Canned, dry, home cooked or raw meat; our nutritional experts make feeding your dog safer and easier.
PROBIOTICS FOR CARNIVORES
Barbara J. Andrews, AKC Hall Of Fame Breeder, Publisher -TheDogPlace.org
Does your dog eat dirt, poop, or grass? He needs the probiotics that carnivores naturally obtain from the digestive tract of their prey, not from dog food.
Dogs don't get natural probiotics in their sanitized commercial diet, although some premium dog food makers are now including these critical nutrients. L. acidophilus is the most common probiotic, otherwise known as "good" bacteria. In addition to probiotics, wise dog owners also provide prebiotics which help probiotics thrive in the intestine.
An easy, practical and economical way to boost your pet’s over-sterilized digestive system is to offer yogurt or buttermilk, both of which are fermented. Fermented foods are the natural result of pre-bacteria feeding on the sugar and starch in the food which then creates beneficial enzymes, b-vitamins, Omega-3 fatty acids, and various strains of probiotics. Natural fermentation of foods helps to preserve nutrients while breaking it down into a more digestible form.
Probiotics are also found in fermented foods like sauerkraut but your dog isn’t going to eat sour stuff! While yogurt does contain some sugar, Greek yogurt uses lactose, the kind of sugar found in milk. Most dogs love Greek yogurt so get the unflavored variety. Flavored yogurt contains sugar which causes inflammation and certainly your dog does not need that! Neither do you so buy the Greek yogurt and add your own fresh fruit or fruit jam.
Other Probiotics that your dog will relish are lightly boiled or stir fried onion, garlic, carrots and dandelion greens. Save some for yourself because a good balance of gut bacteria and digestive enzymes helps you absorb more of the live nutrients in the foods you eat.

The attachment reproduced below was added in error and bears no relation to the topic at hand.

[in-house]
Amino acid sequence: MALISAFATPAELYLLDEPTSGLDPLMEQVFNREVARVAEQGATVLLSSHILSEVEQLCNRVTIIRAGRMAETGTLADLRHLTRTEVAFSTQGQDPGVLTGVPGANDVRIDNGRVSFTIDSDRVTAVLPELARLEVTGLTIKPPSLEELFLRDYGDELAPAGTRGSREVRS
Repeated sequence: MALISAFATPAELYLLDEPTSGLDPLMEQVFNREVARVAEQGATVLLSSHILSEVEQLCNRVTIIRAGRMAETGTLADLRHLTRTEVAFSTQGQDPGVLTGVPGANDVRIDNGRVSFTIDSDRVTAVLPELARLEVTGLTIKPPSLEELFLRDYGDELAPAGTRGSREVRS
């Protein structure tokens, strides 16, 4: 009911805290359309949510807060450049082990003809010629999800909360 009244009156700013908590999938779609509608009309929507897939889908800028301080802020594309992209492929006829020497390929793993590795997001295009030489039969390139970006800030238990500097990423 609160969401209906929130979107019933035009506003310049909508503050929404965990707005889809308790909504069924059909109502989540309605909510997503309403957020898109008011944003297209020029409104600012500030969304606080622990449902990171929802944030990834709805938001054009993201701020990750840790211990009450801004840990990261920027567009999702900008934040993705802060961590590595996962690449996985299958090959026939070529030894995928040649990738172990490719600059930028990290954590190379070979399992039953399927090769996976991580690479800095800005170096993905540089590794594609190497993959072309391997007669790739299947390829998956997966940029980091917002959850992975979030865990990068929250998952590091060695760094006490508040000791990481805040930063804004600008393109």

When you or your dog consume natural Probiotics the intestinal tract will say “thank you!”
Another food dogs like and which will help their intake of prebiotics and probiotics is the readily available, inexpensive banana. Dogs will also eat cooked asparagus and tomatoes. I know prebiotics are found in whole grains but I don't know a single dog that would naturally eat corn! In a kennel situation where the dogs rarely get fresh meat and veggies, owners report obsessive stool-eating. It is not just frustrated boredom, coprophagia it is always prompted by dietary deprivation.
Remember your dog descended from the wolf. Wolves can derive nourishment from an old bone or piece of caribou hide your toy poodle would only play with. Wild canines have a multitude of probiotics which improve digestion. That gives you good reason to seek a source for raw beef bones and if possible, organ meats. Most “grocery store” meat comes pre-packed with bones and trimmings and the “good stuff” is sold for the pet food market. You may have to seek a slaughter house or butcher in your area.
Why not just get ii probiotics from supplements? Well you can but there are some caveats. There is no set amount on what a daily dose of probiotics for you or your dog should be but a happy target is at least 1 billion. 10 times that much is ten times better… Results can be amazing, and noticeable within a few days! You won’t need as many supplements and vitamins, bloat will disappear and your tummy will thank you.
If all this disgusts you or seems like a lot of bother, buy prebiotics and probiotics in pill form. Just don’t let your dog suspect that you have deprived him of the best part of eating…
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